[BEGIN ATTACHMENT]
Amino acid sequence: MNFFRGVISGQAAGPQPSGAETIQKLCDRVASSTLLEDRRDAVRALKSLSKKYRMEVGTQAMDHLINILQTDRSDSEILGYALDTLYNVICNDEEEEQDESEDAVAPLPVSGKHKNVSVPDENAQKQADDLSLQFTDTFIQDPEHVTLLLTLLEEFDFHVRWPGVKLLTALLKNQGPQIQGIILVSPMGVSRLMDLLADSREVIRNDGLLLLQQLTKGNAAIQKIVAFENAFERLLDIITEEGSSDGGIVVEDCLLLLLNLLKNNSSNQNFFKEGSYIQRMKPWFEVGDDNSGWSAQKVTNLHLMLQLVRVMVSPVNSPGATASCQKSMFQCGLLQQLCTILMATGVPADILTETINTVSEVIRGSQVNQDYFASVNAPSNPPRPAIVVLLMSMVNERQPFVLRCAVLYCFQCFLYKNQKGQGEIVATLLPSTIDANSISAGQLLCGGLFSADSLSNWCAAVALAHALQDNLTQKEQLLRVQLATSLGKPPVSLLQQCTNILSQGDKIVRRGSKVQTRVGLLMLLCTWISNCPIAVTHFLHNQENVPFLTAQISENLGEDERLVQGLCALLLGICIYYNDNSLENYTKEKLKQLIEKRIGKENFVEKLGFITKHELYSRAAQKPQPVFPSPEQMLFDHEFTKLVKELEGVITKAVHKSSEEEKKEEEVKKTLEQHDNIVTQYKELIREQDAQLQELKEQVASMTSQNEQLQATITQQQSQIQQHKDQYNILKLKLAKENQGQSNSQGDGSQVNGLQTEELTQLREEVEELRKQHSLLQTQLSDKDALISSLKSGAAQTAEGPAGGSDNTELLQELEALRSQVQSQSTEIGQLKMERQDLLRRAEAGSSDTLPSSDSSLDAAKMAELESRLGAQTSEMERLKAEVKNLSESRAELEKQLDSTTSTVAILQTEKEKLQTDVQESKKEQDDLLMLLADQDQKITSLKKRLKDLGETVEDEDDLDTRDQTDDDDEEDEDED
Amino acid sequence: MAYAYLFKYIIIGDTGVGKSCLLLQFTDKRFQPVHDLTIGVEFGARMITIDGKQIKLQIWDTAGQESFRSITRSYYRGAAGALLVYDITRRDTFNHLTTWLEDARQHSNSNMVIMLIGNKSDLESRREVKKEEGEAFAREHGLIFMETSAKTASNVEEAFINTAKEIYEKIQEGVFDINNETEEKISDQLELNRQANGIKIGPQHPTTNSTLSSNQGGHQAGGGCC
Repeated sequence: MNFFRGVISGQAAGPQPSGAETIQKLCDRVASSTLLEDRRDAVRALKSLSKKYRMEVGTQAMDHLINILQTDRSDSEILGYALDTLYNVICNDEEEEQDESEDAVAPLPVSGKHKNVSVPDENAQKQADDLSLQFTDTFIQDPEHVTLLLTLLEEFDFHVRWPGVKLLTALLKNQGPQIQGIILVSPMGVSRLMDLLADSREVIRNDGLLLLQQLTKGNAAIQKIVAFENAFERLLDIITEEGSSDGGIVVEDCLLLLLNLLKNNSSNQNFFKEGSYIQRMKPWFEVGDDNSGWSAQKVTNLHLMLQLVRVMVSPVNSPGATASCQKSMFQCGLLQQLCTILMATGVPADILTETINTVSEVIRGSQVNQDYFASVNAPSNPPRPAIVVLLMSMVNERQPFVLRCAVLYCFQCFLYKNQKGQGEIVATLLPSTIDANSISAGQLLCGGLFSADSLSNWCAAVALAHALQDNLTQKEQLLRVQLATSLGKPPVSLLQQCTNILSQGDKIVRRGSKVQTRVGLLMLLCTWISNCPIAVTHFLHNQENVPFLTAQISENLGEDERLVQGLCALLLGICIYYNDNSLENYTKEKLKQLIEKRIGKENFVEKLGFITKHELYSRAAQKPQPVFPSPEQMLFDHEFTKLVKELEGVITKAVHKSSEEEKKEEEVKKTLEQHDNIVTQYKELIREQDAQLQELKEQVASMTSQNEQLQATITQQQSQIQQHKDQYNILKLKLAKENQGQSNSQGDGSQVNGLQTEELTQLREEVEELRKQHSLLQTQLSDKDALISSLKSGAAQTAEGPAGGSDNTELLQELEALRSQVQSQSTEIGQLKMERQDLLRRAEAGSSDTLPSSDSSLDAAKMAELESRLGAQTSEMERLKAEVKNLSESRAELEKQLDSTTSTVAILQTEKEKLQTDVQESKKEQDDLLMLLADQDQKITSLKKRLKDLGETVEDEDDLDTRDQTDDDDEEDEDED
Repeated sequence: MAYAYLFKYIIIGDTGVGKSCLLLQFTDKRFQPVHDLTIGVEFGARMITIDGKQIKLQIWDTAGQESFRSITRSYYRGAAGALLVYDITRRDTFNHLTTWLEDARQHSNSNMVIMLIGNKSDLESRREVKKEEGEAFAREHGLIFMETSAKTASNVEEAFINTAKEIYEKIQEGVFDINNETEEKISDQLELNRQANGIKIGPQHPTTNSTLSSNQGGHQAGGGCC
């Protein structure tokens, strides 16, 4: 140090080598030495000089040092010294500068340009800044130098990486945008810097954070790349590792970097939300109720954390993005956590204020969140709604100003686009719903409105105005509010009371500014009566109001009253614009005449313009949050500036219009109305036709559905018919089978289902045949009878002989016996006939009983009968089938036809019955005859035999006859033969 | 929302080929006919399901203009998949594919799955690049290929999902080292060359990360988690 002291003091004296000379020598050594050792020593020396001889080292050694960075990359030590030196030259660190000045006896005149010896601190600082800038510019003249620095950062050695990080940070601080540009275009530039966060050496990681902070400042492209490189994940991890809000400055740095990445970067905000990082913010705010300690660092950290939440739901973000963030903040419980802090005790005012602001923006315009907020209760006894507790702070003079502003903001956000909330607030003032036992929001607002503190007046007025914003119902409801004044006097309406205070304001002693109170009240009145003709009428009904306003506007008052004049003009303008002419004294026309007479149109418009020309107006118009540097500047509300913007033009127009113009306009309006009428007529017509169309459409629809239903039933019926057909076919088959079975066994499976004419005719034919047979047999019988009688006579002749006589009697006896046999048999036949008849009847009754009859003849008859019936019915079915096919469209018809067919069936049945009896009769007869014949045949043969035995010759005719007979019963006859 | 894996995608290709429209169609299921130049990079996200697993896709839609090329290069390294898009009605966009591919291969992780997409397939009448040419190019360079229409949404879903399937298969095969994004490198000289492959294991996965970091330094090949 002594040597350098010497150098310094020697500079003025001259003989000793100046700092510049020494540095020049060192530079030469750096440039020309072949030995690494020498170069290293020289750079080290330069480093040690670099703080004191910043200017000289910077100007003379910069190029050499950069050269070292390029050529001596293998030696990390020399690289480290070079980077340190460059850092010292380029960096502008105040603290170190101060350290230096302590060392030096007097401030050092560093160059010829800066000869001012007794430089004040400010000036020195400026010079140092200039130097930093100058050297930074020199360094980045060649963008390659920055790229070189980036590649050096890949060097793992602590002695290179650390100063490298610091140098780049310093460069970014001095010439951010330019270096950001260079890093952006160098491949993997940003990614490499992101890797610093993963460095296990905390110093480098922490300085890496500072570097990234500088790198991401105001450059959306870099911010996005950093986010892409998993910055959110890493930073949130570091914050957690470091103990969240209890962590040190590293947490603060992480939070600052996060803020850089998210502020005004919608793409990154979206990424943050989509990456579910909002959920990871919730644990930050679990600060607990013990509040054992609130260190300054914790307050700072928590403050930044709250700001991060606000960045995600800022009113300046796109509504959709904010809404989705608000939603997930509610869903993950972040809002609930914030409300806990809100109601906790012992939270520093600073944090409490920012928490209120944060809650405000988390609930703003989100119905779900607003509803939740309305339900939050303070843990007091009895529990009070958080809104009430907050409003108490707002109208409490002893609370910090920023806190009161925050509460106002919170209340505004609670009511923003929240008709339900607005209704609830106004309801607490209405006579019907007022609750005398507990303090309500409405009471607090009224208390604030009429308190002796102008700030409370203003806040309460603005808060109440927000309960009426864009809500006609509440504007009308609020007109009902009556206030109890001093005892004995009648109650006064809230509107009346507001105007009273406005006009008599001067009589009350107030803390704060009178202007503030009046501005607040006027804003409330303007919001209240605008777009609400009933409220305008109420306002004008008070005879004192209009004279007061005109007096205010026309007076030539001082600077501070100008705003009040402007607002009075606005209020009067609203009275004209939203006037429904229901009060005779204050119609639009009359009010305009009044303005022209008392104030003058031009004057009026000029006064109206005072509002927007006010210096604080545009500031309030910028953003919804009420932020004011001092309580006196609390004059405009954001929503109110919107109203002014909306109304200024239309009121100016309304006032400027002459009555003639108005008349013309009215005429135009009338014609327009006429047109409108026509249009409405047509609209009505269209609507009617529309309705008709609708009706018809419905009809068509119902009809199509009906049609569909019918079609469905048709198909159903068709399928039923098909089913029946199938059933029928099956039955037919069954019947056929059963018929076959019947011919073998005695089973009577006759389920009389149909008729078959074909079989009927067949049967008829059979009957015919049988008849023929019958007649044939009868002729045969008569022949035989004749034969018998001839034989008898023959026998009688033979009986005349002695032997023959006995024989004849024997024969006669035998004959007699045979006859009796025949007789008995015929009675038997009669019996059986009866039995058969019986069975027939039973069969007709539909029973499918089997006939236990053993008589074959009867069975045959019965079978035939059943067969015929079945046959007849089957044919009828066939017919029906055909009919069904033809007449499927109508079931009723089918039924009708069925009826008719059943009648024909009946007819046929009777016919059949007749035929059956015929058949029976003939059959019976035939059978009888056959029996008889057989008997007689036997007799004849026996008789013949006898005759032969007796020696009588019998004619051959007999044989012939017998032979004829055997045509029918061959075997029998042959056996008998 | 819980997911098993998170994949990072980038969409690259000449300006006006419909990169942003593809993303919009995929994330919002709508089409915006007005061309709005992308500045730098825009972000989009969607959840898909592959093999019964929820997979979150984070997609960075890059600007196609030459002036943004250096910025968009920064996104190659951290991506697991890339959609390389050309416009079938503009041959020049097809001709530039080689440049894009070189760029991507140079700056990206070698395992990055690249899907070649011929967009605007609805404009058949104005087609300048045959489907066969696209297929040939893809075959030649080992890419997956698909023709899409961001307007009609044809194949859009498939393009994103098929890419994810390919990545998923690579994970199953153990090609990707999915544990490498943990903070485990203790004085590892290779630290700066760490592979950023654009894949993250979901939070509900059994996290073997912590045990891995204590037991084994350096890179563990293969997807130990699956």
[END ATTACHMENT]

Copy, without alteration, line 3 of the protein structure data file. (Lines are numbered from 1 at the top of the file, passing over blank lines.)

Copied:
Repeated sequence: MNFFRGVISGQAAGPQPSGAETIQKLCDRVASSTLLEDRRDAVRALKSLSKKYRMEVGTQAMDHLINILQTDRSDSEILGYALDTLYNVICNDEEEEQDESEDAVAPLPVSGKHKNVSVPDENAQKQADDLSLQFTDTFIQDPEHVTLLLTLLEEFDFHVRWPGVKLLTALLKNQGPQIQGIILVSPMGVSRLMDLLADSREVIRNDGLLLLQQLTKGNAAIQKIVAFENAFERLLDIITEEGSSDGGIVVEDCLLLLLNLLKNNSSNQNFFKEGSYIQRMKPWFEVGDDNSGWSAQKVTNLHLMLQLVRVMVSPVNSPGATASCQKSMFQCGLLQQLCTILMATGVPADILTETINTVSEVIRGSQVNQDYFASVNAPSNPPRPAIVVLLMSMVNERQPFVLRCAVLYCFQCFLYKNQKGQGEIVATLLPSTIDANSISAGQLLCGGLFSADSLSNWCAAVALAHALQDNLTQKEQLLRVQLATSLGKPPVSLLQQCTNILSQGDKIVRRGSKVQTRVGLLMLLCTWISNCPIAVTHFLHNQENVPFLTAQISENLGEDERLVQGLCALLLGICIYYNDNSLENYTKEKLKQLIEKRIGKENFVEKLGFITKHELYSRAAQKPQPVFPSPEQMLFDHEFTKLVKELEGVITKAVHKSSEEEKKEEEVKKTLEQHDNIVTQYKELIREQDAQLQELKEQVASMTSQNEQLQATITQQQSQIQQHKDQYNILKLKLAKENQGQSNSQGDGSQVNGLQTEELTQLREEVEELRKQHSLLQTQLSDKDALISSLKSGAAQTAEGPAGGSDNTELLQELEALRSQVQSQSTEIGQLKMERQDLLRRAEAGSSDTLPSSDSSLDAAKMAELESRLGAQTSEMERLKAEVKNLSESRAELEKQLDSTTSTVAILQTEKEKLQTDVQESKKEQDDLLMLLADQDQKITSLKKRLKDLGETVEDEDDLDTRDQTDDDDEEDEDED